Two or three decades ago, local volunteer fire departments were flourishing in terms of membership and finances. People wanted to join them not just for the sake of the community, but also for the prestige associated with what was then one of every town’s most powerful organizations.
They were politically powerful, socially connected and, because of the danger and excitement that was part of every fire call, appealed to young men looking for adventure.
Things have obviously changed since then, as the demands of the job, the pool of potential members, and the communities themselves have experienced numerous changes, some of which continue to affect small town fire departments today.
These are difficult times for many of these smaller departments, leading them to become increasingly reliant on local government for assistance.
This is why the Worcester County Commissioners made the right call this week when they voted to advise neighboring county governments that the time has come for them to pay for services that this county’s companies have been providing them for years for little or no charge.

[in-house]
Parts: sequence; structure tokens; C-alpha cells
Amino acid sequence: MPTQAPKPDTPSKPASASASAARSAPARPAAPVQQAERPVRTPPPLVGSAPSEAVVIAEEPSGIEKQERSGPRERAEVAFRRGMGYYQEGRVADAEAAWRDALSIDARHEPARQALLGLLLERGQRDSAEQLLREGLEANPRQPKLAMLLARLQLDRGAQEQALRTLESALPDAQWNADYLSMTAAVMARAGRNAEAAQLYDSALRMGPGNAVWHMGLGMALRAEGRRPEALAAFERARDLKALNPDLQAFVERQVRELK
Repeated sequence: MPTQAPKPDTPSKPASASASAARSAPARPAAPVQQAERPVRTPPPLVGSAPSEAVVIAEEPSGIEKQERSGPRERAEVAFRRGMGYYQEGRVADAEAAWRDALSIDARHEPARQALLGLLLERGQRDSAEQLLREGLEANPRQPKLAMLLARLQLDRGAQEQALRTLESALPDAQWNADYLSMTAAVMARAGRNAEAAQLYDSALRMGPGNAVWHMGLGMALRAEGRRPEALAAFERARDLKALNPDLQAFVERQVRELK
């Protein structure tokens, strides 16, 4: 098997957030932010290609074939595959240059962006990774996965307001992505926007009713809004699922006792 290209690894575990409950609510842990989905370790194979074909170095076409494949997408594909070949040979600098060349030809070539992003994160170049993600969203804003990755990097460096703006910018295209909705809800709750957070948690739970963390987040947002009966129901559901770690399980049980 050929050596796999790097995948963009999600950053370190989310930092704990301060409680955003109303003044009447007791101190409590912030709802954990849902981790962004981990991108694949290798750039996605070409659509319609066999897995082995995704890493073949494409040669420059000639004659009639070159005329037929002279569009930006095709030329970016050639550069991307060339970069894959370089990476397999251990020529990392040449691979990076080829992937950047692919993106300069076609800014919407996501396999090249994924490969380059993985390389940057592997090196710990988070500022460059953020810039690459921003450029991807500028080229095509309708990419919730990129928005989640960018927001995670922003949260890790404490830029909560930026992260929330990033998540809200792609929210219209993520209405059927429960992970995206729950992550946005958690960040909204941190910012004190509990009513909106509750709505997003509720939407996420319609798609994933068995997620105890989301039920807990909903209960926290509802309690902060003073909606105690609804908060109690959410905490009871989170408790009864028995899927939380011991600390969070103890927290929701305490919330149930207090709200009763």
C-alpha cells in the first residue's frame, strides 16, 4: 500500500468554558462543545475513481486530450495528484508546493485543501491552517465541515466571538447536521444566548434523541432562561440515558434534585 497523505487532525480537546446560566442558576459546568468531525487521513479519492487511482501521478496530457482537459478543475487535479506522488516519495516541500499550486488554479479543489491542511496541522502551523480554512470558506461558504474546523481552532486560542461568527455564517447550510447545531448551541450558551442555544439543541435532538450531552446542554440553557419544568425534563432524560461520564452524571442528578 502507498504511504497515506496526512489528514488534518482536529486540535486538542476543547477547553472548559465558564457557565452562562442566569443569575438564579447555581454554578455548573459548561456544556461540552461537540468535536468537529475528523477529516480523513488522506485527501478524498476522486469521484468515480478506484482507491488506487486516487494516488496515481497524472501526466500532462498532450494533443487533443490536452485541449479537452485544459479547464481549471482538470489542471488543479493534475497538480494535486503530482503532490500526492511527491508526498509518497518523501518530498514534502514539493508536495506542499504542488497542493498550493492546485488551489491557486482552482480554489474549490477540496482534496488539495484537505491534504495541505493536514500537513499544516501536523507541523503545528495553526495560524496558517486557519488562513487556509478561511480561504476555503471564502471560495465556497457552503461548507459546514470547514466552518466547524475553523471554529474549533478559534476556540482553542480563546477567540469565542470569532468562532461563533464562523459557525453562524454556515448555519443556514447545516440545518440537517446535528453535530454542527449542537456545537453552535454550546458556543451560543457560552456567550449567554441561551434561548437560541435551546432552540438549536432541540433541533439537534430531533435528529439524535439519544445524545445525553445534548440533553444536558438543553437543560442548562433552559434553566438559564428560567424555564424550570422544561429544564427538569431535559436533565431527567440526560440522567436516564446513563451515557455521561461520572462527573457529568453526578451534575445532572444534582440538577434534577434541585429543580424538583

As much as helping a neighbor in need is the right thing to do, it is no longer practical for this county’s fire departments to reach out to county government to subsidize their responses to out-of-county emergencies.
The commissioners know the day is coming when much of the financial burden of providing emergency services in Worcester will be county government’s responsibility, and they know it’s going to be expensive.
To delay that eventuality, the commissioners are asking the neighbors to pay their fair share, as Ocean City has done with the county for serving unincorporated West Ocean City.
These neighboring jurisdictions — Sussex County, Delaware; Accomack County, Virginia; and Somerset County, Maryland — have two options: They can expand their own departments at a high price or pay a more reasonable amount to Worcester’s companies for services rendered.